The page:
(29.) See Job Accommodation Network, Workplace Accommodations: Low Cost, High Impact (US Department of Labor, Office of Disability Employment Policy, 2010), online: Job Accommodation Network <http://AskJAN.org> [JAN study]. See also Sloan Center on Aging & Work, Flex Strategies to Attract, Engage & Retain Older Workers (2012), online: Boston College <http://www.bc.edu> (an American study that found that workplace flexibility initiatives, such as offering part time positions, hiring retirees as consultants or temporary workers, and offering other flexible work arrangements, are highly beneficial to both senior workers and their employers when properly matched to employee needs).
(30.) Alon-Shenker, "Unequal Right", supra note 15. This integrates equality theories and empirical evidence on the wrongs that are associated with age discrimination against senior workers. It draws on the work of Sandra Fredman, "The Age of Equality" in Sandra Fredman & Sarah Spencer, eds, Age as an Equality Issue (Oxford: Hart, 2003) 21. It also draws upon more general work on discrimination and equality. See e.g. Elizabeth S Anderson, "What is the Point of Equality" (1999) 109:2 Ethics 287; Harry Frankfurt, "Equality as a Moral Idea" in The Importance of What We Care About: Philosophical Essays (Cambridge: Cambridge University Press, 1988) 134; Donna Greschner, "The Purpose of Canadian Equality Rights" (2002) 6:2 Rev Const Stud 291; Sophia R Moreau, "The Wrongs of Unequal Treatment" (2004) 54:3 UTLJ 291; John Rawls, Justice as Fairness: A Restatement (Cambridge, MA: Harvard University Press, 2001); Denise Reaume, "Discrimination and Dignity" (2003) 63:3 La L Rev 645; TM Scanlon, The Difficulty of Tolerance (Cambridge: Cambridge University Press, 2003); Iris Marion Young, Justice and the Politics of Difference (New Jersey: Princeton University Press, 1990).
(31.) See Alon-Shenker, "Unequal Right", supra note 15 at 252-56.
(32.) See e.g. Moreau, supra note 30 at 297-99; Scanlon, supra note 30 at 204; Rawls, supra note 30 at 130-31. See also Geoffrey Cupit, "Justice, Age and Veneration" (1998) 108:4 Ethics 702 at 710 (arguing that the wrong of inferiority is the ultimate wrong of age discrimination).
(33.) See e.g. Moreau, supra note 30 at 303-07; Scanlon, supra note 30 at 205; Rawls, supra note 30 at 130-31. See also Anderson, supra note 30 at 288-89; Samuel Scheffler, "What is Egalitarianism?" (2003) 31:1 Phil Pub Affairs 5 at 21-22; Young, supra note 30. All of these authors emphasize the goal of ending oppression in their accounts of equality.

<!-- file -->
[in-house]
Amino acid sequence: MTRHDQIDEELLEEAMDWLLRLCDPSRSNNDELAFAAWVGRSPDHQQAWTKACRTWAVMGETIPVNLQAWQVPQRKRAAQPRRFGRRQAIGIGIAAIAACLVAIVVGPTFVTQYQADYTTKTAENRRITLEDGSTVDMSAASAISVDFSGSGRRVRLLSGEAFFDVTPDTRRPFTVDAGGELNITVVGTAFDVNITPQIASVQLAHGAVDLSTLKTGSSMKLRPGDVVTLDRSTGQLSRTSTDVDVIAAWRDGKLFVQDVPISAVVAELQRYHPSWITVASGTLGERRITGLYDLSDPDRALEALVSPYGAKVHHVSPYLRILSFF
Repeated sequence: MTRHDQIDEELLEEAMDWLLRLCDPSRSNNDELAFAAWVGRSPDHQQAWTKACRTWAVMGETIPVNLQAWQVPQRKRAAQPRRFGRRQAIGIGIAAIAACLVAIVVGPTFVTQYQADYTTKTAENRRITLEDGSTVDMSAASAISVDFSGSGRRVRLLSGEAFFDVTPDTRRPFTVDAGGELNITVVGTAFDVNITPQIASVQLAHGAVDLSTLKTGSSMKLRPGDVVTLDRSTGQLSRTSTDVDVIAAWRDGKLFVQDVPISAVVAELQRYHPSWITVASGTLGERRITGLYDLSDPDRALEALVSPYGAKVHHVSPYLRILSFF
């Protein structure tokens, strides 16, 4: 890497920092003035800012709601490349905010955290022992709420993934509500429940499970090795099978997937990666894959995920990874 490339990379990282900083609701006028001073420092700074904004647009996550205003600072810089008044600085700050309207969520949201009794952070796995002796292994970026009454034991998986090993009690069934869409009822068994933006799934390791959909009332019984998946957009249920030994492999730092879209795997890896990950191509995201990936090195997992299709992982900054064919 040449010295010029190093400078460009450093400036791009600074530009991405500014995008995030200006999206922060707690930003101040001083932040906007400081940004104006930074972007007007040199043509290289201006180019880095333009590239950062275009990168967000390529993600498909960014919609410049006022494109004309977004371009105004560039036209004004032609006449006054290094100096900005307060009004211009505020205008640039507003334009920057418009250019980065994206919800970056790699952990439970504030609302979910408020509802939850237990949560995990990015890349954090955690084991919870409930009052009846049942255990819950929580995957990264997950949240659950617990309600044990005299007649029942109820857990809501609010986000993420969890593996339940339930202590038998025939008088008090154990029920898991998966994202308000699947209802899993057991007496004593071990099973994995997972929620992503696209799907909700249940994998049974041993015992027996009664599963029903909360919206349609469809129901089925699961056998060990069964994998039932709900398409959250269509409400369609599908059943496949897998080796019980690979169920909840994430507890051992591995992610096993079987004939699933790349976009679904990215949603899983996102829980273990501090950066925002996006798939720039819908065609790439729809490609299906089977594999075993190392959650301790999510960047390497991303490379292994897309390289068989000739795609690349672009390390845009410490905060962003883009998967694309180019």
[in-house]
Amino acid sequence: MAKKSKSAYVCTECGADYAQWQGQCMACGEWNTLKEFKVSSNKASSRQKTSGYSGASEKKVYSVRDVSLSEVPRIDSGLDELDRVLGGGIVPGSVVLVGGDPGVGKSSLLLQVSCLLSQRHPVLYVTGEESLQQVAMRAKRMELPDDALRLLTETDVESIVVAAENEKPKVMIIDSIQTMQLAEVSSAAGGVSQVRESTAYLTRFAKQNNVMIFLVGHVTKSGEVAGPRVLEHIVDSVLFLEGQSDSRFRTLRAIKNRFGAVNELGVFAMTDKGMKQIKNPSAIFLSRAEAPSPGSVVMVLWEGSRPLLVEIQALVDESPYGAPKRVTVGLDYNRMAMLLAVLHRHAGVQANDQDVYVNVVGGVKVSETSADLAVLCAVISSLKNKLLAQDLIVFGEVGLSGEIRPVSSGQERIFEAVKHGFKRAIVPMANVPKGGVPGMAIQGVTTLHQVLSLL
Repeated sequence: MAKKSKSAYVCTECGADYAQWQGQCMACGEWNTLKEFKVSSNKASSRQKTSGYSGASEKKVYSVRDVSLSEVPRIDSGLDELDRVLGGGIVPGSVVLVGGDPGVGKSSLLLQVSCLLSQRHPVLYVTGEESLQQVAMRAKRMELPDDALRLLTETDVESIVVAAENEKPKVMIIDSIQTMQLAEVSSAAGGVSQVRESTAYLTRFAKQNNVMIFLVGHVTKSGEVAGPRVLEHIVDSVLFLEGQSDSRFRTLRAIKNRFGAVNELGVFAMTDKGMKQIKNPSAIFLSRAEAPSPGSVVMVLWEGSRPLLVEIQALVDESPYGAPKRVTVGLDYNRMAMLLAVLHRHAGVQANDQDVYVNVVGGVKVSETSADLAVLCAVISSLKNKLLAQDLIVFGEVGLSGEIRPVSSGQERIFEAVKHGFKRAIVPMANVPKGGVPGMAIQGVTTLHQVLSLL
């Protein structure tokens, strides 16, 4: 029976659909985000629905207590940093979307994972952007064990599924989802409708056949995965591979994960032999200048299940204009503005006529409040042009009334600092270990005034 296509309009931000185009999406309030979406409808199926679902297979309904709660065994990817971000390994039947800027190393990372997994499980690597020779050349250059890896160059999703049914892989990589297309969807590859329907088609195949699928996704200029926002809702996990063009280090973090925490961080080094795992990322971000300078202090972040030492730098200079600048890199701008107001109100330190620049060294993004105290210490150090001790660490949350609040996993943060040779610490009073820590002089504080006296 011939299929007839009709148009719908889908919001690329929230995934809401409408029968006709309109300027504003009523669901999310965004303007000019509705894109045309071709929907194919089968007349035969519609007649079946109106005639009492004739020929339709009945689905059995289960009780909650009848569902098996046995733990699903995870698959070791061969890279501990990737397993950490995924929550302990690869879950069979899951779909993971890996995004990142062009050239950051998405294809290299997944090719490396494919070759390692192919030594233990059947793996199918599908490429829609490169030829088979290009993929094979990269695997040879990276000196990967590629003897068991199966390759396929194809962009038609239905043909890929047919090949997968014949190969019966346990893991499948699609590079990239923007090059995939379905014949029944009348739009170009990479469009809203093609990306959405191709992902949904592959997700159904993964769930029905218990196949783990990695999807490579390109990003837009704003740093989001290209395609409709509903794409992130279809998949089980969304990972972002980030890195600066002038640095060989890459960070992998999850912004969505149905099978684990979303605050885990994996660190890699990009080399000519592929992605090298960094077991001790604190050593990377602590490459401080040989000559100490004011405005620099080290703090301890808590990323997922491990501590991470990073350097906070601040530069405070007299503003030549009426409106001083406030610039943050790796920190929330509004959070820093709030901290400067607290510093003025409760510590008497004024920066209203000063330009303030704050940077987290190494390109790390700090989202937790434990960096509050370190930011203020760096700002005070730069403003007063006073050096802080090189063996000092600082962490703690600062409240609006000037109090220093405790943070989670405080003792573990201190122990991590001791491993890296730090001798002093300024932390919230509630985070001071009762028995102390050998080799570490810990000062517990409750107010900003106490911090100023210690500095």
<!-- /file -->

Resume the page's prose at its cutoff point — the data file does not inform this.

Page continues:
(34.) See e.g. Moreau, supra note 30 at 307-12; Scanlon, supra note 30 at 203; Rawls, supra note 30 at 130. See also Frankfurt, supra note 30 at 134-135 (arguing that the ultimate moral problem with inequality is not that A has less than B but that A has less than enough--a sufficiency concern).
(35.) See e.g. Hugh Collins, "Discrimination, Equality and Social Inclusion" (2003) 66:1 Mod L Rev 16; Greschner, supra note 30 at 315, 321; Reaume, supra note 30 at 686-89; Young, supra note 30 at ch 6. See also Fredman, supra note 30 at 45-46 (arguing that the primary aim of age equality is social inclusion).
(36.) See e.g. Ronald Dworkin, Sovereign Virtue (Cambridge, MA: Harvard University Press, 2000) at 122, 133, 148, 181; Reaume, supra note 30 at 689. See also Fredman, supra note 30 (arguing that one of the aims of equality is "to give all people, regardless of their sex, race, or age, an equal set of alternatives from which to choose and thereby pursue their own version of a good life" at 43).
(37.) A violation of any one of the five principles would be enough to constitute wrongful age discrimination, but it is clear that a stronger case is made out when more than one is infringed, and that more compelling reasons are needed to justify multiple violations.
(38.) See Alon-Shenker, "Unequal Right", supra note 15 at 255.
(39.) See ibid at 253.
(40.) Note that despite eligibility, a pension might not be adequate to maintain decent living conditions. See Wolfson, supra note 24.
(41.) See Alon-Shenker, "Unequal Right", supra note 15 at 247, n 16.
(42.) In Canada, the duty applies to all protected grounds. Infra notes 97-101 and accompanying text. See Title VII of the Civil Rights Act, 42 USC [section] 2000e(j) (2002) (the duty of reasonable accommodation of an employee's or applicant's religious observances and practices in the United States). Some countries have specific statutory provisions that could be viewed as including a comparable duty to accommodate certain communities. See e.g. The Management of Health and Safety at Work Regulations, SI 1999/3242, ss 16-18 and Employment Rights Act 1996 (UK), c 18, ss 66-68 (this includes an obligation to alter working conditions or hours of work to avoid health and safety risks to pregnant or breast-feeding women). Statutory provisions which promote positive action may also be interpreted as including a duty to accommodate certain communities. See e.g. Equality Act 2010 (UK), c 15, ss 158-159 (which permits positive action to alleviate, prevent or compensate for disadvantage, as well as to meet the needs of persons who have a protected characteristic or to combat disproportionate under-representation).
(43.) See e.g. Americans with Disabilities Act, 42 USC [section] 12101-12213 (1990), ss 12112(a), (b) (5) [ADA]; Directives EC, Council Directive 2000/78/EC of 27 November 2000 establishing a general framework for equal treatment in employment and occupation,  OJL 303, Article 5 (European Union legislation); Disability Discrimination Act 1995 (UK), c 50; Equality Act 2010 (UK), c 15, ss 20-22; Equal Treatment (Disability and Chronic Illness) Act 2003 (Netherlands); Employment Equality Act, 1998 (Ireland), s 16, as amended by Equality Act 2004 (Ireland), s 9.